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The one thing that Shadow of Mordor definitely has going for it is it’s Nemesis system which I thought was very cool. Basically the Orcs have a hierarchy of regular soldiers, captains, and warchiefs. Most of the game has you taking down captains with goal to work your way up to the warchiefs. If you get killed by any Orc they will get promoted and possibly rise through the ranks. Going up against an Orc you have fought before can be neat as they will remember you. It helps make each encounter and death meaningful. Orks will fight each other for power and no matter how many captains or warchiefs you kill it seems they will always repopulate with new Orcs. It definitely adds some replay value and halfway through the game you gain an ability to “brand” Orks which means you can command them and make them fight each other. It’s all very cool. The Nemesis system is definitely the highlight of the game and is probably the most memorable aspect. Each captain and warchief has strengths and weaknesses like being invulnerable to ranged attacks or having a fear of Caragors. To know this information Talion must obtain the intel from other Orcs, captains, or warchiefs. If you can get into the game the Nemesis system is a lot of fun, sometimes addicting, and can keep you playing for hours.

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There’s not too many things bad to say about Shadow of Mordor. I played the PC version and didn’t encounter any significant technical issues. It ran smooth and I used an Xbox One controller with no problems. The gameplay does get repetitive and even with the Nemesis system you’re constantly doing the same things with little to no variety. The story missions aren’t too exciting and actually I found them to be a lot less fun compared to running around slaying Orcs on my own. The game is far too easy and I was disappointed to see there was no difficulty modes or even a new game plus. By the time you get to the halfway point it may seem like you’re overpowered. The combat doesn’t have a lot of depth and it all depends on pressing the right buttons. Every now and then you’ll encounter a quick-time event which is never fun and the final boss fight is just lazy.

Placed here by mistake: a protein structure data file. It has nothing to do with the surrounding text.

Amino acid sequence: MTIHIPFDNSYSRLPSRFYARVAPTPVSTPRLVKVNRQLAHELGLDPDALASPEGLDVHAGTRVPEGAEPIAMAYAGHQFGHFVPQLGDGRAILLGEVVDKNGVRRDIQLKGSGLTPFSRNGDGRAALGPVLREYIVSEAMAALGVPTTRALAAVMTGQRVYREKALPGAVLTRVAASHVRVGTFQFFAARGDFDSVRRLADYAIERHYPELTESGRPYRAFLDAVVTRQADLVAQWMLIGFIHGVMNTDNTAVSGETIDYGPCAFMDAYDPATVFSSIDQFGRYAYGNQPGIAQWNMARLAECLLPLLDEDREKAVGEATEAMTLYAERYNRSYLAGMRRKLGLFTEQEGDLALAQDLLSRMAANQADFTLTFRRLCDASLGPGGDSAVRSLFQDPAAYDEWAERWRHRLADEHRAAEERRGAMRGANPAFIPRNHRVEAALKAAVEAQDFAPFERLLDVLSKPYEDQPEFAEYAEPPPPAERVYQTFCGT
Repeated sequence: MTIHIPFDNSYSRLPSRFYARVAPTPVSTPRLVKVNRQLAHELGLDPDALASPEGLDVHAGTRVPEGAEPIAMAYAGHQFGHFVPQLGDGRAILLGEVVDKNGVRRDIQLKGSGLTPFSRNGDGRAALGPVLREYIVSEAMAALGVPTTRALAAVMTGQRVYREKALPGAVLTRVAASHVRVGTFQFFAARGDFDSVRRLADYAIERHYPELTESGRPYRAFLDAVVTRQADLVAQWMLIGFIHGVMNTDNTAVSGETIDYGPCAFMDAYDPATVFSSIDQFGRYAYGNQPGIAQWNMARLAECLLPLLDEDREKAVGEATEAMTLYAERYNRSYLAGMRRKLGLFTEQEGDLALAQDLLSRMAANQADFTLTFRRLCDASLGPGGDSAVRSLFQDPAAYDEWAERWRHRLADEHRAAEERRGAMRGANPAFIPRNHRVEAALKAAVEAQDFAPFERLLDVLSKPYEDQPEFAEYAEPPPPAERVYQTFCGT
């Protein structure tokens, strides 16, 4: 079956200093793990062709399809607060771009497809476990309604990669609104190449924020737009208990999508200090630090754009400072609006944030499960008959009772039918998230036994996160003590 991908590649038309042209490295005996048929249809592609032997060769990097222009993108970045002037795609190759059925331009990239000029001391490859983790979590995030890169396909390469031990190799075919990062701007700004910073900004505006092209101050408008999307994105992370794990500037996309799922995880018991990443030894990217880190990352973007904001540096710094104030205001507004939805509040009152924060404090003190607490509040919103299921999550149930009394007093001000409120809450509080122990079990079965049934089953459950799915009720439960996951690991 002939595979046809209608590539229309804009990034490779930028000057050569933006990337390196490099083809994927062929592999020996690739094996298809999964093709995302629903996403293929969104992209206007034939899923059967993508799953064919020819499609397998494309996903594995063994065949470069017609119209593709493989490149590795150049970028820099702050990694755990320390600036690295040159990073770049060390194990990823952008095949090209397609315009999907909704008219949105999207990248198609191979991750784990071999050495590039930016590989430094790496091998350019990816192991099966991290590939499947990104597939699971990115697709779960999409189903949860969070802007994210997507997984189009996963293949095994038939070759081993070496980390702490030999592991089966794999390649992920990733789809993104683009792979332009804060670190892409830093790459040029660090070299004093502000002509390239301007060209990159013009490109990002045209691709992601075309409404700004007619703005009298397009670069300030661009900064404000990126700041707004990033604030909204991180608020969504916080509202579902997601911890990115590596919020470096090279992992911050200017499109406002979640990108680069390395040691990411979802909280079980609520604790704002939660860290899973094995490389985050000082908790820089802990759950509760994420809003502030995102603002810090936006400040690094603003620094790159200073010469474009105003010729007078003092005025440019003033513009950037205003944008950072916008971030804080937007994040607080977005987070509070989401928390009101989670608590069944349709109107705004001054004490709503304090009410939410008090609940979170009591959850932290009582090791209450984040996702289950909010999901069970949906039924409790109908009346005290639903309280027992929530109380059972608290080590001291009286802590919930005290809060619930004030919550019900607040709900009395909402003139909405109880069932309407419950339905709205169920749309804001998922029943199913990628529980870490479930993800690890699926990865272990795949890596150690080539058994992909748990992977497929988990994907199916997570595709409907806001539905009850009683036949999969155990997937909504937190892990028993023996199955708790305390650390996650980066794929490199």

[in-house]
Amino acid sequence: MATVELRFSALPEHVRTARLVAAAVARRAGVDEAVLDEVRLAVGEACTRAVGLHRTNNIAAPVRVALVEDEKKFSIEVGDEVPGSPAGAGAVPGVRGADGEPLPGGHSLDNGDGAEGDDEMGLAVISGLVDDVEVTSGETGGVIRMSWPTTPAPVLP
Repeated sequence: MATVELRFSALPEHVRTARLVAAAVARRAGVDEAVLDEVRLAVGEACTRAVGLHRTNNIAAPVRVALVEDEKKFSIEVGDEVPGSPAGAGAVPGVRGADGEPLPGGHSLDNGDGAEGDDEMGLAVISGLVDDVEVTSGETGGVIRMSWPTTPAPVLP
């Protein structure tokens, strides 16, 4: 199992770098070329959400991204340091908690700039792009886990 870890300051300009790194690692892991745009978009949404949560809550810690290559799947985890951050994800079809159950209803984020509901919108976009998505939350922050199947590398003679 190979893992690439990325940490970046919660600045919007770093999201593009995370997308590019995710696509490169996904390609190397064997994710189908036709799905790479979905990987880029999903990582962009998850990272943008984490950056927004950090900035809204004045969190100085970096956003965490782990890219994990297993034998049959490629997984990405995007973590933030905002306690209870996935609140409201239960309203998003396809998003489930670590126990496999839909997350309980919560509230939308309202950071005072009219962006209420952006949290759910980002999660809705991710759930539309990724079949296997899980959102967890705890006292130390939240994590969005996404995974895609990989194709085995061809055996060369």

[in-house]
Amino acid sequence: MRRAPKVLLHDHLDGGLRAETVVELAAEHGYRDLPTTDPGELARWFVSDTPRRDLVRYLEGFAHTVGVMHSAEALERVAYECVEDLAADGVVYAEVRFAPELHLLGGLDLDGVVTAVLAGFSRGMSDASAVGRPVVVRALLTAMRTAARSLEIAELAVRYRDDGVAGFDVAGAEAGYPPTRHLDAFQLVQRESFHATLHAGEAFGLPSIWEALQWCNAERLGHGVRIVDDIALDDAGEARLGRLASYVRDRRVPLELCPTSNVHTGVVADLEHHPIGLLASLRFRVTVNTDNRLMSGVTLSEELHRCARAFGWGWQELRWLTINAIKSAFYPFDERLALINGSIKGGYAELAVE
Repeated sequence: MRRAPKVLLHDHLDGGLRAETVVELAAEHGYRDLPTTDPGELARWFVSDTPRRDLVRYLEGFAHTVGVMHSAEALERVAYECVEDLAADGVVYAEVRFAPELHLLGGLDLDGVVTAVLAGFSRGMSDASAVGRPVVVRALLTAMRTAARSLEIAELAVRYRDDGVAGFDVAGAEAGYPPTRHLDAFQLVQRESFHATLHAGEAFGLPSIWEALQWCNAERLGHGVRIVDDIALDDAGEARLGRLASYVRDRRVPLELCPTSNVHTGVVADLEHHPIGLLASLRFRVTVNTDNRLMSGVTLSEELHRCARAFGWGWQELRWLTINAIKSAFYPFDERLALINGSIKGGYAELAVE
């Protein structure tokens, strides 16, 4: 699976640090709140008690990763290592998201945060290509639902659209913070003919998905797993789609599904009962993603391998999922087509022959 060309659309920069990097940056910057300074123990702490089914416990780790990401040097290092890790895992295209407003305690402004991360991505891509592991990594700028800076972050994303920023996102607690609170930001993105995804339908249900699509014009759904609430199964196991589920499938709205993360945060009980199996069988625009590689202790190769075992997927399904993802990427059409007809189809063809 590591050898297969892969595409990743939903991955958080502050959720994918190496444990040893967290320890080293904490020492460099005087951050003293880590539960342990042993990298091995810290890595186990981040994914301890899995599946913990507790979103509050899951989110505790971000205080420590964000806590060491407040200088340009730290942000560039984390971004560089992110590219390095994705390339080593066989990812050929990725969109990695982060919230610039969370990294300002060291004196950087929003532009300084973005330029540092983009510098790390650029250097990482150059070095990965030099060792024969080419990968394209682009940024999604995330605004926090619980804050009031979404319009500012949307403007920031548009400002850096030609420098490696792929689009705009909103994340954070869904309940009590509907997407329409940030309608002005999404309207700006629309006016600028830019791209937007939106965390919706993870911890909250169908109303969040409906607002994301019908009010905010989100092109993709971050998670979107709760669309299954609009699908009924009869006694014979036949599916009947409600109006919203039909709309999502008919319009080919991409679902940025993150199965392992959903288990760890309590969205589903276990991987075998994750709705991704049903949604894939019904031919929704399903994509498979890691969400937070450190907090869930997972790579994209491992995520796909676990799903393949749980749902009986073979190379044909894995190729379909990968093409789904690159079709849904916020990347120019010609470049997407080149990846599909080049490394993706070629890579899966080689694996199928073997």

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Shadow of Mordor looks decent from a visual standpoint. The first area of the game seems very bland with brown and muddy environments but the texture work is good. The second area seems much more alive and overall it captures the look and feel of Middle-earth. The character models look okay and the animations look great. Watching Orcs be decapitated or take an arrow to the face never gets old. The game is accompanied by great sound effects and repetitive music. The Orcs all sound as if they came right out of the films and in some ways the voice acting for the Orcs was better than the any of the main characters.

Middle-Earth: Shadow of Mordor is not a bad game by any means but it’s not a great game either. It’s a fun game but not a challenging one. If you enjoy the gameplay then chances are you’ll have a great time or you may just play until you realize that Shadow of Mordor will never offer anything more than what you were doing six hours ago. The Nemesis system is by far the best thing about the game but I don’t think its enough to make it a must-play.